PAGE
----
We are exposed to foreign currency, interest rate, and fixed income and equity price risks. A portion of these risks is hedged, but fluctuations could impact our results of operations and financial position. We hedge a portion of anticipated revenue and accounts receivable exposure to foreign currency fluctuations, primarily with option contracts. We monitor our foreign currency exposures daily to maximize the overall effectiveness of our foreign currency hedge positions. Principal currencies hedged include the Euro, Japanese yen, British pound, and Canadian dollar. Fixed income securities are subject to interest rate risk. The portfolio is diversified and structured to minimize credit risk. Securities held in our equity and other investments portfolio are subject to price risk, and are generally not hedged. However, we use options to hedge our price risk on certain equity securities that are held primarily for strategic purposes.
We use a value-at-risk (VAR) model to estimate and quantify our market risks. VAR is the expected loss, for a given confidence level, in fair value of our portfolio due to adverse market movements over a defined time horizon. The VAR model is not intended to represent actual losses in fair value, but is used as a risk estimation and management tool. The model used for currencies and equities is geometric Brownian motion, which allows incorporation of optionality with regard to these risk exposures. For interest rate risk, the mean reverting geometric Brownian motion is used to reflect the principle that fixed-income securities prices revert to maturity value over time.
Value-at-risk is calculated by, first, simulating 10,000 market price paths over 20 days for equities, interest rates and foreign exchange rates, taking into account historical correlations among the different rates and prices. Each resulting unique set of equities prices, interest rates, and foreign exchange rates is then applied to substantially all individual holdings to re-price each holding. The 250th worst performance (out of 10,000) represents the value-at-risk over 20 days at the 97.5 percentile confidence level. Several risk factors are not captured in the model, including liquidity risk, operational risk, credit risk, and legal risk.
Certain securities in our equity portfolio are held for strategic purposes. We hedge the value of a portion of these securities through the use of derivative contracts such as put-call collars. In these arrangements, we hedge a security's equity price risk below the purchased put strike and forgo most or all of the benefits of the security's appreciation above the sold call strike, in exchange for premium received for the sold call. We also hold equity securities for general investment return purposes. We have incurred material impairment charges related to these securities in prior periods. The VAR amounts disclosed below are used as a risk management tool and reflect an estimate of potential reductions in fair value of our portfolio. Losses in fair value over a 20-day holding period can exceed the reported VAR by significant amounts and can also accumulate over a longer time horizon than the 20-day holding period used in the VAR analysis. VAR amounts are not necessarily reflective of potential accounting losses, including determinations of other-than-temporary losses in fair value in accordance with U.S. GAAP.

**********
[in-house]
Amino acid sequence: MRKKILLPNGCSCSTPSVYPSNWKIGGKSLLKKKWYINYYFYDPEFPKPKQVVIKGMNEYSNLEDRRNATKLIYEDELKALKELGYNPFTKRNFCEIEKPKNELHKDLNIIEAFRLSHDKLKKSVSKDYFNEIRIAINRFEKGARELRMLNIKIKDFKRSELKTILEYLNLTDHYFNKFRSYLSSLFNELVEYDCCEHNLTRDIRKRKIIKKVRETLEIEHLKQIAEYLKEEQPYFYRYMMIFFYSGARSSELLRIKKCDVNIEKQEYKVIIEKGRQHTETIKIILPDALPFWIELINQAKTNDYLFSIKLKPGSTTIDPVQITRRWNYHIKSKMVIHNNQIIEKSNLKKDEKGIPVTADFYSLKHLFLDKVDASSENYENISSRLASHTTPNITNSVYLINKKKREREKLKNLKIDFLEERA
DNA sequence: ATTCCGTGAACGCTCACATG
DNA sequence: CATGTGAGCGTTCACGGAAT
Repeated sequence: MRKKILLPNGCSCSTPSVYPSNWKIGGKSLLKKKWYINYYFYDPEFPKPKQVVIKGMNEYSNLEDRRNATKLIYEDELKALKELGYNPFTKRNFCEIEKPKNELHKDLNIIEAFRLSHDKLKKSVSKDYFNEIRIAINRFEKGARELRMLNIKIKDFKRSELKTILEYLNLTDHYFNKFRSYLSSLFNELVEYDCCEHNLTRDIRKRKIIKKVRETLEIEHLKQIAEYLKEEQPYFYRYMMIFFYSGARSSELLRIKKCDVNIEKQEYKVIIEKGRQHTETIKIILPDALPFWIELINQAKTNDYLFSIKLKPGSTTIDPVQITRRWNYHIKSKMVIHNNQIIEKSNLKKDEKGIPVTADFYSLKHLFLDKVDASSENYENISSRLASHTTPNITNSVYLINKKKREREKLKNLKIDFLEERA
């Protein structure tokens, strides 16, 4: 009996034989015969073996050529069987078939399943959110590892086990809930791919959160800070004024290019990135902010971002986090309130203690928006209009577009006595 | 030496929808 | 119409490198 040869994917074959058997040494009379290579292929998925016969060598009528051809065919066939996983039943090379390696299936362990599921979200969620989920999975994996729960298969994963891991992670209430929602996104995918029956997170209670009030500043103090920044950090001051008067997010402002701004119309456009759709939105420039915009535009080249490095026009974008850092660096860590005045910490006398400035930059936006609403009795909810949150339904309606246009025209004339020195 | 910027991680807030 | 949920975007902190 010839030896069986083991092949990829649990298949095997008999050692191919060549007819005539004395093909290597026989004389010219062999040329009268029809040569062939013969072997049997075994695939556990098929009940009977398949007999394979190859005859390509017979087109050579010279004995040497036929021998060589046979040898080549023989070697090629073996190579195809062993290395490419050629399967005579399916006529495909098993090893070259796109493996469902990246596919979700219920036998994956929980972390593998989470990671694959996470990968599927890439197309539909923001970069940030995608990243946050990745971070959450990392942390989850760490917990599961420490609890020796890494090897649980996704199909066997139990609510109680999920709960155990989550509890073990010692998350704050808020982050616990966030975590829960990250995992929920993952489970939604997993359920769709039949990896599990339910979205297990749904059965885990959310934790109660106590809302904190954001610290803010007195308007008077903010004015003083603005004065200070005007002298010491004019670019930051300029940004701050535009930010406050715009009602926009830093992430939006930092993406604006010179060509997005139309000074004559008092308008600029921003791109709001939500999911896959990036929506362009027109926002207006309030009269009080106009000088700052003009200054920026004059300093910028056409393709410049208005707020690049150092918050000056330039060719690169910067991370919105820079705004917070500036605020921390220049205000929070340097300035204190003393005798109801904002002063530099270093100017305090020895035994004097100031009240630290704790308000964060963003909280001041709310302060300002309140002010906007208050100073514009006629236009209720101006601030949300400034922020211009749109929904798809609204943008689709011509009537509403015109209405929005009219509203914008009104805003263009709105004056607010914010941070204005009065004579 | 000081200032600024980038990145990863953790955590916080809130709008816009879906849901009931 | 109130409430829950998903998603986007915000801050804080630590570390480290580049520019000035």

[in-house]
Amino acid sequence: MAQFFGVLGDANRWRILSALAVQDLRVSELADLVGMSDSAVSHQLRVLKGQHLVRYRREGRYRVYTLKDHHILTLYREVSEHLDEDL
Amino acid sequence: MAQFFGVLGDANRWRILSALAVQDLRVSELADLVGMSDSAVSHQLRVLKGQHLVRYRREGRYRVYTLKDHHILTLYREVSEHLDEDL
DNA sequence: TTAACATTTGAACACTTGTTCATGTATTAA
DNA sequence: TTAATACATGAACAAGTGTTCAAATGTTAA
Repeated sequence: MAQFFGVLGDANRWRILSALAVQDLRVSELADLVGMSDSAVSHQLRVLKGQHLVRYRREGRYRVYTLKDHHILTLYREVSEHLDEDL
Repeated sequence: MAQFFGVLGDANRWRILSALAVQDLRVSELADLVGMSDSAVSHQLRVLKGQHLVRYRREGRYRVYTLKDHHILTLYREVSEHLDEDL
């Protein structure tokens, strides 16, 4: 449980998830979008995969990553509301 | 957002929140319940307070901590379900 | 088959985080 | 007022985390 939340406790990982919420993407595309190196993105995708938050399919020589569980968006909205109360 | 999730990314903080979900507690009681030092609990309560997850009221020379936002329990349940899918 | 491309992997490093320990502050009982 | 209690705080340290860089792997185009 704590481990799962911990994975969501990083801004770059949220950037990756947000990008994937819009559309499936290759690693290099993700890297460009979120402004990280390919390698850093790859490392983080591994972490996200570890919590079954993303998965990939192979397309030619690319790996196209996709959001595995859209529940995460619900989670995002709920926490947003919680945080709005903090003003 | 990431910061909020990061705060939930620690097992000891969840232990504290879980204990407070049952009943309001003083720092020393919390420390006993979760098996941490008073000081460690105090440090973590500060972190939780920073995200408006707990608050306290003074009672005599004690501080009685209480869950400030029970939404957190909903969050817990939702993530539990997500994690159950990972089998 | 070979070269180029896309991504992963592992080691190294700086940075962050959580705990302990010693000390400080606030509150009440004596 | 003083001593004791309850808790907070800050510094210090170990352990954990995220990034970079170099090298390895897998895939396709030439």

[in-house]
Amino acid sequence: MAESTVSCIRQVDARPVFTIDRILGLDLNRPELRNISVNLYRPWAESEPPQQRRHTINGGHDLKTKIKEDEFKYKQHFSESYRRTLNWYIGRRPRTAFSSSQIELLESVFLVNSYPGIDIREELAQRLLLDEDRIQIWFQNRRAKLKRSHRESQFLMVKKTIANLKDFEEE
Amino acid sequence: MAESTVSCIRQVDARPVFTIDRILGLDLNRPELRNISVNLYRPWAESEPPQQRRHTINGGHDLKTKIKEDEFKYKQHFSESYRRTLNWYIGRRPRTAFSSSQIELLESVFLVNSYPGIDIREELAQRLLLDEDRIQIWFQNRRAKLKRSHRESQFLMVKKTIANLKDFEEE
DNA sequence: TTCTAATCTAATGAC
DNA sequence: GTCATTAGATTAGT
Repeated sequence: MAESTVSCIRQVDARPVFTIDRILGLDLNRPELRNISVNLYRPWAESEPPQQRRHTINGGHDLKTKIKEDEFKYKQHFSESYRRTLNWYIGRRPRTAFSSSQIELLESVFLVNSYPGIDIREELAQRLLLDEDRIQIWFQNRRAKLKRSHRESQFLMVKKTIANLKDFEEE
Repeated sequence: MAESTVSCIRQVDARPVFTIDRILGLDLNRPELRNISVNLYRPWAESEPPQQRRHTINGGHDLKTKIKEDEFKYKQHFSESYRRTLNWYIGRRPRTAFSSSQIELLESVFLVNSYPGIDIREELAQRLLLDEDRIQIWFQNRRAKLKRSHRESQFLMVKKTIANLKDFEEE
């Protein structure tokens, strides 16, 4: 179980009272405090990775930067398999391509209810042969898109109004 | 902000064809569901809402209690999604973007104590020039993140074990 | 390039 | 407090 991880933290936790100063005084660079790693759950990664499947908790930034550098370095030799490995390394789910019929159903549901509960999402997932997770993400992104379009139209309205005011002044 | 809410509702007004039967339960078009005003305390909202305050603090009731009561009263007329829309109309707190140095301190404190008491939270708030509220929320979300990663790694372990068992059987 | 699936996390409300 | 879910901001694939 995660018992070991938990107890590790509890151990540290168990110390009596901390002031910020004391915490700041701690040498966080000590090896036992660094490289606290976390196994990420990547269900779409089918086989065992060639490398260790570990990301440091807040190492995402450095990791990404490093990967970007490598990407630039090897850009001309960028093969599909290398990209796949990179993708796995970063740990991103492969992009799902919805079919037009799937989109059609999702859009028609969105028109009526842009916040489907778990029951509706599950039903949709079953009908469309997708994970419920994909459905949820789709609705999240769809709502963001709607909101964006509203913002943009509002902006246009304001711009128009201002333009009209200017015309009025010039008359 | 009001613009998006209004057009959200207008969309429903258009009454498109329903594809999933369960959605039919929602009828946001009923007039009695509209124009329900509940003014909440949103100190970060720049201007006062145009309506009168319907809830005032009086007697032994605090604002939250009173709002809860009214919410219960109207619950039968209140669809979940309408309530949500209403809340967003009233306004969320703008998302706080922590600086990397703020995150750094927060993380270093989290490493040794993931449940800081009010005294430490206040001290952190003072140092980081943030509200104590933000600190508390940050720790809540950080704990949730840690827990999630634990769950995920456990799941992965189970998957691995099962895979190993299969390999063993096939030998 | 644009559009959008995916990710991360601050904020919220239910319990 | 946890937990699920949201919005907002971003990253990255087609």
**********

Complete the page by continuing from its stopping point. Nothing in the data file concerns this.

The VAR numbers are shown separately for interest rate, currency, and equity risks. These VAR numbers include the underlying portfolio positions and related hedges. We use historical data to estimate VAR. Given the reliance on historical data, VAR is most effective in estimating risk exposures in markets in which there are no fundamental changes or shifts in market conditions. An inherent limitation in VAR is that the distribution of past changes in market risk factors may not produce accurate predictions of future market risk.
The following table sets forth the VAR calculations for substantially all of our positions:
The total VAR for the combined risk categories is $835 million at June 30, 2004 and $987 million at June 30, 2003. The total VAR is 35% less at June 30, 2004 and 32% less at June, 30 2003 than the sum of the separate risk categories for each of those years in the above table, due to the diversification benefit of the combination of risks. The change in the absolute value of VAR is primarily due to asset allocation shifts and portfolio growth.